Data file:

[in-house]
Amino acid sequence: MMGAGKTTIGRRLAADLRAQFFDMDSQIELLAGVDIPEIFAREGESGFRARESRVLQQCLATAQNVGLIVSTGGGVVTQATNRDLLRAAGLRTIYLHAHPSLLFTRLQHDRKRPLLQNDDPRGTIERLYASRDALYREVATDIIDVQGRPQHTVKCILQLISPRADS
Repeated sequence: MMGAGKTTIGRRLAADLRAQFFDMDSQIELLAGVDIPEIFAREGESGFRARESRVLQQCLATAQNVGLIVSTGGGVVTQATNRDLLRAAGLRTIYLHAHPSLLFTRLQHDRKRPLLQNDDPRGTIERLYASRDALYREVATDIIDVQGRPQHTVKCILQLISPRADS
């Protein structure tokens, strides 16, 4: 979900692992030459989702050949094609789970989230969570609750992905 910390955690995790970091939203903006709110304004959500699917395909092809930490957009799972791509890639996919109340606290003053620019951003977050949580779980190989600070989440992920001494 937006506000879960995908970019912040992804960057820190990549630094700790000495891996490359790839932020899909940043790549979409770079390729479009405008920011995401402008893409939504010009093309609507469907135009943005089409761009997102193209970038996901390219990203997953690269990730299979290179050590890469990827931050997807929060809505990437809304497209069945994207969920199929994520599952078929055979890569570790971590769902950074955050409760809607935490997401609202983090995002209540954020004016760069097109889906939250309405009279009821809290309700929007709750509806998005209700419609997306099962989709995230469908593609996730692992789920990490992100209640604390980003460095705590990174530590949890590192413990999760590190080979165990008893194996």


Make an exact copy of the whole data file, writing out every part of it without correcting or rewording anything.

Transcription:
[in-house]
Amino acid sequence: MMGAGKTTIGRRLAADLRAQFFDMDSQIELLAGVDIPEIFAREGESGFRARESRVLQQCLATAQNVGLIVSTGGGVVTQATNRDLLRAAGLRTIYLHAHPSLLFTRLQHDRKRPLLQNDDPRGTIERLYASRDALYREVATDIIDVQGRPQHTVKCILQLISPRADS
Repeated sequence: MMGAGKTTIGRRLAADLRAQFFDMDSQIELLAGVDIPEIFAREGESGFRARESRVLQQCLATAQNVGLIVSTGGGVVTQATNRDLLRAAGLRTIYLHAHPSLLFTRLQHDRKRPLLQNDDPRGTIERLYASRDALYREVATDIIDVQGRPQHTVKCILQLISPRADS
């Protein structure tokens, strides 16, 4: 979900692992030459989702050949094609789970989230969570609750992905 910390955690995790970091939203903006709110304004959500699917395909092809930490957009799972791509890639996919109340606290003053620019951003977050949580779980190989600070989440992920001494 937006506000879960995908970019912040992804960057820190990549630094700790000495891996490359790839932020899909940043790549979409770079390729479009405008920011995401402008893409939504010009093309609507469907135009943005089409761009997102193209970038996901390219990203997953690269990730299979290179050590890469990827931050997807929060809505990437809304497209069945994207969920199929994520599952078929055979890569570790971590769902950074955050409760809607935490997401609202983090995002209540954020004016760069097109889906939250309405009279009821809290309700929007709750509806998005209700419609997306099962989709995230469908593609996730692992789920990490992100209640604390980003460095705590990174530590949890590192413990999760590190080979165990008893194996």